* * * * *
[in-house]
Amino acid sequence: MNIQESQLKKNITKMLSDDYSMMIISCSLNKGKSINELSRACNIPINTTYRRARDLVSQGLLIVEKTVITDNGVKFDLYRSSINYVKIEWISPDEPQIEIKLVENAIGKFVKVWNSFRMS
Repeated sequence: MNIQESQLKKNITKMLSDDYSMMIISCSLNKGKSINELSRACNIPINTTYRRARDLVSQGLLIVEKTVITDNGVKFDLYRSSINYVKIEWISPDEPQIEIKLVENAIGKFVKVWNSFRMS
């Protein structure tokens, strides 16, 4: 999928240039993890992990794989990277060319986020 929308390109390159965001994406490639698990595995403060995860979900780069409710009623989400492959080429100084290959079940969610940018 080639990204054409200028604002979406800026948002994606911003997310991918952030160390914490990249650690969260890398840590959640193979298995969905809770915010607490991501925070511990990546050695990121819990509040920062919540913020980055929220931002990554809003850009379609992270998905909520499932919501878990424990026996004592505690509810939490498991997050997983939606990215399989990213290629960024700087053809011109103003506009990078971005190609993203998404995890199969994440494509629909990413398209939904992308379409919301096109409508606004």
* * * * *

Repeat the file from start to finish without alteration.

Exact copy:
[in-house]
Amino acid sequence: MNIQESQLKKNITKMLSDDYSMMIISCSLNKGKSINELSRACNIPINTTYRRARDLVSQGLLIVEKTVITDNGVKFDLYRSSINYVKIEWISPDEPQIEIKLVENAIGKFVKVWNSFRMS
Repeated sequence: MNIQESQLKKNITKMLSDDYSMMIISCSLNKGKSINELSRACNIPINTTYRRARDLVSQGLLIVEKTVITDNGVKFDLYRSSINYVKIEWISPDEPQIEIKLVENAIGKFVKVWNSFRMS
């Protein structure tokens, strides 16, 4: 999928240039993890992990794989990277060319986020 929308390109390159965001994406490639698990595995403060995860979900780069409710009623989400492959080429100084290959079940969610940018 080639990204054409200028604002979406800026948002994606911003997310991918952030160390914490990249650690969260890398840590959640193979298995969905809770915010607490991501925070511990990546050695990121819990509040920062919540913020980055929220931002990554809003850009379609992270998905909520499932919501878990424990026996004592505690509810939490498991997050997983939606990215399989990213290629960024700087053809011109103003506009990078971005190609993203998404995890199969994440494509629909990413398209939904992308379409919301096109409508606004």